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The Subtle Knife (His Dark Materials Vol. 2)…

The Subtle Knife (His Dark Materials Vol. 2) (original 1997; edition 1997)

by Philip Pullman

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17,201246100 (4.07)326
Title:The Subtle Knife (His Dark Materials Vol. 2)
Authors:Philip Pullman
Info:Scholastic Point (1998), Edition: New edition, Paperback, 352 pages
Collections:Your library
Tags:fantasy, steampunk, YA

Work details

The Subtle Knife by Philip Pullman (1997)

  1. 73
    The Neverending Story by Michael Ende (Leishai)
    Leishai: Also a story about fantasy with another world
  2. 31
    Wizard and Glass by Stephen King (levasssp)
    levasssp: or any of the Dark Tower series...similarities include an ability to travel between different, but closely related, worlds through portals or doors. Additionally, there are themes of religion, good/bad and questions about "essence" that are similar in both series.… (more)
  3. 21
    The City of Dreaming Books by Walter Moers (Leishai)
  4. 11
    Lycidas by Christoph Marzi (Leishai)

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» See also 326 mentions

English (237)  French (3)  Spanish (2)  German (1)  Portuguese (Portugal) (1)  Danish (1)  All languages (245)
Showing 1-5 of 237 (next | show all)
Not a review:
I just found out that these books caused some kind of stir in religious people. Something about anti-Christianity. I wanted to find a quote about this particular book and, instead, I found some ridiculous page speaking of brainwashing. That made me feel disgusted.

I wonder if they even realize the meaning of fantasy. I mean, there is so much media around that is based in things that other cultures might regard as important, or deserving a greater respect than the one given in the stories that use them. Most of the times it doesn't become this sort of witch hunt. Sigh. I don't know if I am making any sense here. I just think that fantasy is supposed to make you question reality or view it in a different angle. Which is actually good. Sort of the opposite of brainwashing or following sheep-like.


( )
  aka_no_joou | May 19, 2015 |
Compulsively readable. I did it in one setting when I should have been doing my maths homework. I liked the way the witches make themselves invisible; similar to the method used by Pratchett's witches. You find out a lot more about what's going on. I'm looking forward to the final volume and hope it doesn't descend into silliness. ( )
  Lukerik | May 17, 2015 |
Even after reading numerous reviews saying that the killing God theme is silly, stupid etc., I still loved the idea, and, especially, the subtle way we get introduced to it.

The Subtle Knife read even faster than The Golden Compass, even though there was much more action and adventures in the first book. Even though The Subtle Knife deals with three universes, it does not get confusing at all, because everything seems structured and logical, which is something I have grown to truly admire about Philip Pullman's writing.

In the second book we also get introduced to a number of new characters, the most important of which is Will, of course. I loved him at once - he is clever, resourceful and quick-witted, just like Lyra. They learned a lot from eachother and become friends, which I find sad at the moment, because I have a feeling they will need to fight each other at some point.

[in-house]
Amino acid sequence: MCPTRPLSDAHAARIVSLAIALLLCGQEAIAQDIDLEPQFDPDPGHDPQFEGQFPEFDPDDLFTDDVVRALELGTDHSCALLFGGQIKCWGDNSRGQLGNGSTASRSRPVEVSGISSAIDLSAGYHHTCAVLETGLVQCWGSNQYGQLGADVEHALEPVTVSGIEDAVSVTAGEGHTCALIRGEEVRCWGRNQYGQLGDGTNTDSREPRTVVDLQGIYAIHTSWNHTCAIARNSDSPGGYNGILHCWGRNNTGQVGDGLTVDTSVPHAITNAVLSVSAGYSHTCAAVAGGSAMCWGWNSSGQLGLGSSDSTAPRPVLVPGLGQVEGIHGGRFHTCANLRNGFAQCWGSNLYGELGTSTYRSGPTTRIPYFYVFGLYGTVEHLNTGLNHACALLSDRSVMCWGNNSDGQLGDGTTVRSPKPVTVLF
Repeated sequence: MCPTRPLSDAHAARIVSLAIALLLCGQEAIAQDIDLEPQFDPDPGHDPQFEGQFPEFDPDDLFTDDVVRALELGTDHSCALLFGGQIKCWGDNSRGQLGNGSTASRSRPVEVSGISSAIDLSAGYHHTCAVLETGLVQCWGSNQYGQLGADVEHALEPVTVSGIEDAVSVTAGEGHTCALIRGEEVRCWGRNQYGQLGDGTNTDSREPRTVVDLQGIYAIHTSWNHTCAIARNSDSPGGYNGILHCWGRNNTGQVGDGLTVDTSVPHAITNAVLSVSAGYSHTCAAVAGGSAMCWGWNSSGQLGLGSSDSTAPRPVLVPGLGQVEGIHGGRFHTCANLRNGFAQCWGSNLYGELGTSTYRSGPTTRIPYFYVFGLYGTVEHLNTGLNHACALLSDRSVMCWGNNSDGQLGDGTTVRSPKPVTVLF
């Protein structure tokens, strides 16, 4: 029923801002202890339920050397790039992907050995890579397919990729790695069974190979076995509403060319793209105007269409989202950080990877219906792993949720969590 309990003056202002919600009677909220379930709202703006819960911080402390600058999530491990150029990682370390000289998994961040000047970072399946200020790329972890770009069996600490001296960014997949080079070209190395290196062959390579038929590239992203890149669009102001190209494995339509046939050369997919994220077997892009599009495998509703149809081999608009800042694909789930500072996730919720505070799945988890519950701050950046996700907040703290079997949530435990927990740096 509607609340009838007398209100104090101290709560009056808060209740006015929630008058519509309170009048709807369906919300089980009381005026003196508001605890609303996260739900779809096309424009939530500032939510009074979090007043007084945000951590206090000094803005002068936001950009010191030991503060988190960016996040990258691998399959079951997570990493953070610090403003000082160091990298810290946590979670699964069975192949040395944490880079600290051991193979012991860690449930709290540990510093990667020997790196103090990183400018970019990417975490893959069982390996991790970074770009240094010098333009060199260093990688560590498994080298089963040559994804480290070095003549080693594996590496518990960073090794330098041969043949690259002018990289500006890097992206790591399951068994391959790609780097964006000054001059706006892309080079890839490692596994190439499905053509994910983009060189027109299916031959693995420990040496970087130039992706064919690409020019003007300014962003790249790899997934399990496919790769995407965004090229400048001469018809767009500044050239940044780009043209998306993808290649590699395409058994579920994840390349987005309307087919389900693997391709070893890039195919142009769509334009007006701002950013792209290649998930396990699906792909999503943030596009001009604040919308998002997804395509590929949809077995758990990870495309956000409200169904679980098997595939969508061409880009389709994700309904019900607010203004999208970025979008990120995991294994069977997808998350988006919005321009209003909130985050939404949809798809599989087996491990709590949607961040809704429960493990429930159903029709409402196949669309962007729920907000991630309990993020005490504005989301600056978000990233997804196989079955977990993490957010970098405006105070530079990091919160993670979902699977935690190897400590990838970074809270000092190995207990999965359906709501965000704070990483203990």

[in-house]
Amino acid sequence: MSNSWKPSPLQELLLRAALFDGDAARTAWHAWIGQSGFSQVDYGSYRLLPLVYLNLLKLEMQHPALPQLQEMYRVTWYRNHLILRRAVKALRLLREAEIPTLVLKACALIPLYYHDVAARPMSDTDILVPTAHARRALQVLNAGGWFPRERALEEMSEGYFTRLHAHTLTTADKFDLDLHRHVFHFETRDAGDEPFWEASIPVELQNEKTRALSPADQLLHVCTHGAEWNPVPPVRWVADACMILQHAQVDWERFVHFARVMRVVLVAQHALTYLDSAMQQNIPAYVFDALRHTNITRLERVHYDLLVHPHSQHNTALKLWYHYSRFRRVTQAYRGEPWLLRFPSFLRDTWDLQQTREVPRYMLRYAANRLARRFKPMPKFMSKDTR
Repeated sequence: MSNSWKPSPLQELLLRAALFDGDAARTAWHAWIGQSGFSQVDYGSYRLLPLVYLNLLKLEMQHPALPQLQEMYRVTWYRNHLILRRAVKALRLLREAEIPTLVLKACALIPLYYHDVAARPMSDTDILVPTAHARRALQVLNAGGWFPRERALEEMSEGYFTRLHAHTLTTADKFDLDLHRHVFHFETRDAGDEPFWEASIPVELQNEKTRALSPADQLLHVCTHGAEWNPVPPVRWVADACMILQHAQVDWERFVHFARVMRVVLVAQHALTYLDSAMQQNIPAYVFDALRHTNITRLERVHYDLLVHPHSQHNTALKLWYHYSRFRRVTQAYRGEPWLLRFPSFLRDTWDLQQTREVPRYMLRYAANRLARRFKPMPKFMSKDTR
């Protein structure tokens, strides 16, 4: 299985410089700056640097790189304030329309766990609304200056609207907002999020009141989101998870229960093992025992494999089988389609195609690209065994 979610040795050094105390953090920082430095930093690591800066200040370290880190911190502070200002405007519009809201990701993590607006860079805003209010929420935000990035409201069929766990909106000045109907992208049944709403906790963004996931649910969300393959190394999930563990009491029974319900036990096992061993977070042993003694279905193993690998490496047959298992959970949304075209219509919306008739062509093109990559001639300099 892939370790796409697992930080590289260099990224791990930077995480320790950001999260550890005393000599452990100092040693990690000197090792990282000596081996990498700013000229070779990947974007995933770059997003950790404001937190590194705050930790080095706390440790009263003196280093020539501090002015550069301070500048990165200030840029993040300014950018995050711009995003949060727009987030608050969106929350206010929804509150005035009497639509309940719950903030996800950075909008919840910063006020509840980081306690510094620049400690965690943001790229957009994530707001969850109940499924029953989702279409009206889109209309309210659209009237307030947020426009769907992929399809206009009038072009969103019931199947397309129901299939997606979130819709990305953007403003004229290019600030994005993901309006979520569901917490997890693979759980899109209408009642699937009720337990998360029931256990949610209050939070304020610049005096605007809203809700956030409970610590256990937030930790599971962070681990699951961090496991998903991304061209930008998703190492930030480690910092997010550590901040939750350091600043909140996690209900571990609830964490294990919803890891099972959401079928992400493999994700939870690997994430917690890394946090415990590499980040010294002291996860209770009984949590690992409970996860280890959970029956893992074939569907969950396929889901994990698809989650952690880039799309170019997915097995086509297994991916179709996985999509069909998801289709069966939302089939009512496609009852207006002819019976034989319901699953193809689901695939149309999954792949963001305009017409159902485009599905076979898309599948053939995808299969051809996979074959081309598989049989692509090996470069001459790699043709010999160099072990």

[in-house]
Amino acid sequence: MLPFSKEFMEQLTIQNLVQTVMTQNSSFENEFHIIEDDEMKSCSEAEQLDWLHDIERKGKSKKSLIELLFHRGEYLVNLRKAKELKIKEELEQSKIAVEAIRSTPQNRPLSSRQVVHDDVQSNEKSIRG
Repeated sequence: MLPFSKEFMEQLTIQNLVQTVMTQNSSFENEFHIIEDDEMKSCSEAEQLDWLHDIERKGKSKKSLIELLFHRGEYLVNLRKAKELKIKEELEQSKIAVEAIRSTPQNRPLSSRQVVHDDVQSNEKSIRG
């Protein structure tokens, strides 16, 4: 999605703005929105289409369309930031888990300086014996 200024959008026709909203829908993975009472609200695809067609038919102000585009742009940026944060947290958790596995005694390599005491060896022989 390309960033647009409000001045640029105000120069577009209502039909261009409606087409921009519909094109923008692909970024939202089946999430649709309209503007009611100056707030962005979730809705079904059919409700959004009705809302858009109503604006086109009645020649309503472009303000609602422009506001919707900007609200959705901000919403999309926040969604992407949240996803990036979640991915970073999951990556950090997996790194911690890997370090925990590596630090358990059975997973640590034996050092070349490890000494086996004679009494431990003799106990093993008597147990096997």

Overall, the second installment of His Dark Materials is a wonderful read! ( )
  v_allery | Apr 19, 2015 |
Not as good as the first. The addition of Will and our world does nothing for this book. ( )
  benuathanasia | Dec 12, 2014 |
This story picks up after Lyra’s father, Lord Asriel, has betrayed Lyra and utilized Roger’s connection with his dæmon as the power source to reveal the bridges between the worlds. Overcome with grief, Lyra nonetheless chooses to follow the path to another world, to see what else is out there and to search for the truth about Dust, the mysterious particle who’s political ramifications is motivating the secretive actions of the adults. In another world away, Will Parry discovers a nearly invisible window in the air that leads to another world and the city of Cittàgazze, which has been inexplicably abandoned. Will encounters Lyra and Pan, who he believes to be a half-feral child who owns a leopard, but soon learns that they come from another world. Figuring out that they’re both from a parallel Oxford, they decide to ban together to learn more, and guided by Lyra’s atheliometer start off on a journey to both find Will’s missing father and the secret to Dust. Throughout their adventures, they get further caught up in the political maneuvering of the adults, and the problems that come from traveling between worlds. Will becomes the true bearer of the Subtle Knife in a fight that leaves him with a loss of two of his fingers, but the gained ability to cut the fabric between worlds. The readers, through perspectives of side characters like Serafina Pekkala, a witch, and Lee Scoresby, a friend of Lyra’s, the narrative explains further the significance of Lyra and Will, and how they play into the idea of Dust. In this sequel, Pullman masterfully weaves new storylines and half-known plots into a masterful narrative dripping with tension and adventure. It becomes clearer that Lyra is more important than she realizes, and somehow her friendship and growing connection to Will is influencing the course of events. The addition of new worlds instills an atmospheric sense of wonder to the saga that encourages readers to fully engage with the narrative. Recommended for purchase. Ages 12 and up. ( )